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Git and GitHub for Public Health

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Full course description

Overview

Version control, the practice of tracking and managing changes to statistical code, is essential for reducing errors in a statistical analysis. However, many analysts are not trained in version control. In this training, we will provide an introduction to git and GitHub, to equip analysts with version control tools that also meet ethical standards.

 

We will overview key concepts in version control and the installation and setup of git. Course enrollees will create a GitHub repository and implement a version control workflow for projects that they work on alone. We will cover concepts such as branching, pulling, committing, and pushing. We will provide sample data and code that attendees will update – committing the changes locally and pushing them to the main GitHub repository.

 

We will then expand the workflow to projects done within a team. The two course instructors will demonstrate three ways of working together in a team. Special focus will be given challenges that arise when working simultaneously on files, such as merge conflicts, and how to resolve these.

 

We will cover general tips on using git, best practices around data storage internal versus external to a repository, and an overview of how GitHub workflows can be compliant with IRB requirements.

 

Intended audience

This course is targeted to individuals who write statistical code as part of their daily job. The course uses R in the examples, but individuals who write code in other languages such as SAS will also benefit from this training.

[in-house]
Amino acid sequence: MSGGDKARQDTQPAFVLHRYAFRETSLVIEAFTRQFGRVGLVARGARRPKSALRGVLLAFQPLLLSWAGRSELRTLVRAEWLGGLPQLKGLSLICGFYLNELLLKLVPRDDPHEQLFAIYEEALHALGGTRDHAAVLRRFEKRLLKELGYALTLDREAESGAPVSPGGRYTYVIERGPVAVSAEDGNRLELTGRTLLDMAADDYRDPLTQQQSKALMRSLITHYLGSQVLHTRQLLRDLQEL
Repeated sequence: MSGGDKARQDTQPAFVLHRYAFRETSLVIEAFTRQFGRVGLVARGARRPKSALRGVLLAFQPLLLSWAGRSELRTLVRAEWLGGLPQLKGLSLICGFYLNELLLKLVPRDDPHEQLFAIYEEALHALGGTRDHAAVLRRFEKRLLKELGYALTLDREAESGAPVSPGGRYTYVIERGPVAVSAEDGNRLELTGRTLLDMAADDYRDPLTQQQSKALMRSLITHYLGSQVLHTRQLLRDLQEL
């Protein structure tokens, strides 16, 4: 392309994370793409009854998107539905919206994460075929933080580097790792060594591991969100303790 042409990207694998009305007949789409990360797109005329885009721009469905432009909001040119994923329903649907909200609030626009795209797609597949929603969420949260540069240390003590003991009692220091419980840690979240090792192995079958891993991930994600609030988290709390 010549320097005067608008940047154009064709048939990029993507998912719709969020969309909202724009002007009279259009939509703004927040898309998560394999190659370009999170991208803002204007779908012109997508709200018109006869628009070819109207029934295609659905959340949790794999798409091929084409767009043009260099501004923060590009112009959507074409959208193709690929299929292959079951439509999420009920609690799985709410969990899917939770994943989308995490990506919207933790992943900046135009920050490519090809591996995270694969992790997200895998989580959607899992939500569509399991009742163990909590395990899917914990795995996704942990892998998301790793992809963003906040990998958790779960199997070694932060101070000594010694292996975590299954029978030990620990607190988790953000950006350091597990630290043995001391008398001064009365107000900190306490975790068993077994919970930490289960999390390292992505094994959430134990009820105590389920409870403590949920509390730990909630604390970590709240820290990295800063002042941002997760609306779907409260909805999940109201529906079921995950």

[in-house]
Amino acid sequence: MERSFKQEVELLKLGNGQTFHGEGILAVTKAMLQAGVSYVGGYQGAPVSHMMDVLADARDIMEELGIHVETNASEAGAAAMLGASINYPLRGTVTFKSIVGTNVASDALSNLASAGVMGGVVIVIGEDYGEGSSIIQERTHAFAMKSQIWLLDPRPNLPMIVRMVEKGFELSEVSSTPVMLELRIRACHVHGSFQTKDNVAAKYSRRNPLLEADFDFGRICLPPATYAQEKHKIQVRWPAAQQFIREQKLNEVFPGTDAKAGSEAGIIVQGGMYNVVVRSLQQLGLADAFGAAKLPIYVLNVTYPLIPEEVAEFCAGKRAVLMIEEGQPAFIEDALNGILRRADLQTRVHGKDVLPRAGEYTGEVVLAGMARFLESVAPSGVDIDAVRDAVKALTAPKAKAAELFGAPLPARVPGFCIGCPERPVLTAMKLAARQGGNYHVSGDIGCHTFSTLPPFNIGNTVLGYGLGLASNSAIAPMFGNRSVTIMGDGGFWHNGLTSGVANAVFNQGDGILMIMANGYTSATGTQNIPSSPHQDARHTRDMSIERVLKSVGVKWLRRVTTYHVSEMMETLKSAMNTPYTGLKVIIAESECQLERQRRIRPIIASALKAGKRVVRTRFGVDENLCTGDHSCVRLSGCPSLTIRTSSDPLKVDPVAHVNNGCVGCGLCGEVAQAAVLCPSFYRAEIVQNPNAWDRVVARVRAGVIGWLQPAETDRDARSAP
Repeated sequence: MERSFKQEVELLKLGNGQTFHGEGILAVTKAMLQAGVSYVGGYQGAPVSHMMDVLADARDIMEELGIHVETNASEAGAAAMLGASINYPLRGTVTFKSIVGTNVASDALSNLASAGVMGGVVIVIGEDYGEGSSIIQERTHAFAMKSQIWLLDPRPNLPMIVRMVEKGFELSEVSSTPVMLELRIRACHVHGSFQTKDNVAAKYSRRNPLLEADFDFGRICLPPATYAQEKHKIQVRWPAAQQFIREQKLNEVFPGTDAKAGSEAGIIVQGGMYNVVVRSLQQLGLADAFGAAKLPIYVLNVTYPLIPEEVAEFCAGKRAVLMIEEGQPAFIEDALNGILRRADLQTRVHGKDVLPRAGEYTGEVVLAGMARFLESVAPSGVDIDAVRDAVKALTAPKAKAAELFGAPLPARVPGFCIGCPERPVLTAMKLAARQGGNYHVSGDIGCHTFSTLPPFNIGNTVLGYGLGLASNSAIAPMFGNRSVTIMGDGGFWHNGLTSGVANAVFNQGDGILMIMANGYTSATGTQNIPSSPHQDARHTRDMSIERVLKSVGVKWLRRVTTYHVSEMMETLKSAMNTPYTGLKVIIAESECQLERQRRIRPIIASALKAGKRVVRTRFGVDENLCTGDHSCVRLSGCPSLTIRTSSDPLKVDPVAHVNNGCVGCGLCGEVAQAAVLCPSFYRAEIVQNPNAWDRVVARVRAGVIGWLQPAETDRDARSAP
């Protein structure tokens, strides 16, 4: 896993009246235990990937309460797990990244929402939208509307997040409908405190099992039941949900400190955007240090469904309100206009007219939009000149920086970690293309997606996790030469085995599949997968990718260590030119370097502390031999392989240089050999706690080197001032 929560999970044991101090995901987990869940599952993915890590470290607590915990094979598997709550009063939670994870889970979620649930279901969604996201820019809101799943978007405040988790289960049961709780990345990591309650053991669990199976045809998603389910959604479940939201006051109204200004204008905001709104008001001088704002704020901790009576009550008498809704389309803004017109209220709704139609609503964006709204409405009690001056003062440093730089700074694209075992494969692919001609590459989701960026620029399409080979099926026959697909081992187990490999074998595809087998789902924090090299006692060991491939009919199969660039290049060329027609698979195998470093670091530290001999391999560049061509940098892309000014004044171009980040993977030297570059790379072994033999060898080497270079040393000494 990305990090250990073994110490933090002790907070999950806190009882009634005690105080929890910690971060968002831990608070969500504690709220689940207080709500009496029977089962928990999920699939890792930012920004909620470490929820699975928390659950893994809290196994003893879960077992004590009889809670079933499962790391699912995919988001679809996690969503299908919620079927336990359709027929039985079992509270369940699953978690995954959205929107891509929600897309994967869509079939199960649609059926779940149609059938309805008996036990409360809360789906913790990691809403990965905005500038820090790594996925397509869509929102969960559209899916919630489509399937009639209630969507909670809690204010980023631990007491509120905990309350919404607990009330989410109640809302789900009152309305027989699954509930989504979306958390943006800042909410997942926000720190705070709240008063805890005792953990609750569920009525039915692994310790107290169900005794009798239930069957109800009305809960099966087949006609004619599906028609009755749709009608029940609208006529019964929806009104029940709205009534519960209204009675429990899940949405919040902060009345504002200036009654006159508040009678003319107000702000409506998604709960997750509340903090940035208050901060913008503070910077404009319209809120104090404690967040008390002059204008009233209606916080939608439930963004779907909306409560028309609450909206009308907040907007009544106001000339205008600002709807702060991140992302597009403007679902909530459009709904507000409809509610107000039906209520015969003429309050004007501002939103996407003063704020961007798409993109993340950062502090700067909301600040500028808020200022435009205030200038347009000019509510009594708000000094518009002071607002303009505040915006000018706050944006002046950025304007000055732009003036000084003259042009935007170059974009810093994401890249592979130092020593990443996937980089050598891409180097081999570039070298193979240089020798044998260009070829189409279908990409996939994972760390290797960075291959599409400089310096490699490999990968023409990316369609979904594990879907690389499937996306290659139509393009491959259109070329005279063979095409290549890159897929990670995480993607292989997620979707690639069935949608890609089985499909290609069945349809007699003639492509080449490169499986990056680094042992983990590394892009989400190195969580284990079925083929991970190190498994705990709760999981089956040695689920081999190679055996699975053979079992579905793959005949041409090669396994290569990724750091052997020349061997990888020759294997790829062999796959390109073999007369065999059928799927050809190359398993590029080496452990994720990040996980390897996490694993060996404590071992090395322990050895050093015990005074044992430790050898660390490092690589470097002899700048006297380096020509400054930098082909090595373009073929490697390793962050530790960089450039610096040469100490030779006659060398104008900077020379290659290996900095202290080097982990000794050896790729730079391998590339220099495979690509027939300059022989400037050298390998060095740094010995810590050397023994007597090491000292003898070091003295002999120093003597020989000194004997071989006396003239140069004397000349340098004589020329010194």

Time commitment

This 5-hour course is lecture-based. Course registrants are encouraged to follow along from their computer to get the most out of this training.

 

Certificate

Upon completion of all videos, quizzes and activities, participants will be awarded a certificate of completion.  

 

About the course facilitators

Lauren Wilner is a second-year Epidemiology PhD student at the University of Washington. She is immersed in projects at the nexus of the built environment, climate change, and public health. Lauren previously earned an MPH from Tufts University. During that time, she served as a data analyst at the Friedman School of Nutrition, contributing to numerous nutritional epidemiology projects and earning her MPH in epidemiology and biostatistics. Lauren’s extensive experience includes a fellowship at the CDC, where Lauren implemented and taught Field Epidemiology Training Programs across Francophone West Africa. She then took a role as a Research Scientist at the Institute of Health Metrics and Evaluation (IHME), where she was the statistical modeler for the team investigating the global burden of congenital birth defects. As a teaching assistant, Lauren has instructed numerous courses at Tufts and the University of Washington in biostatistics and data science. Lauren has used Github for six years, since she worked at IHME. She has trained fellow research assistants on git and GitHub, and has used it to organize her research projects during graduate school.

 

Corinne Riddell, PhD MSc, is an Assistant Adjunct Professor at the University of California, Berkeley, School of Public Health in the Divisions of Biostatistics and Epidemiology. She leads a body of research in pediatric/perinatal epidemiology, social epidemiology, and epidemiologic methods. Corinne has used R since 2010, RStudio since 2012, and git and GitHub since 2017. She has taught introductory biostatistics and epidemiologic analysis at UC Berkeley since she began her position in Fall 2018.

 

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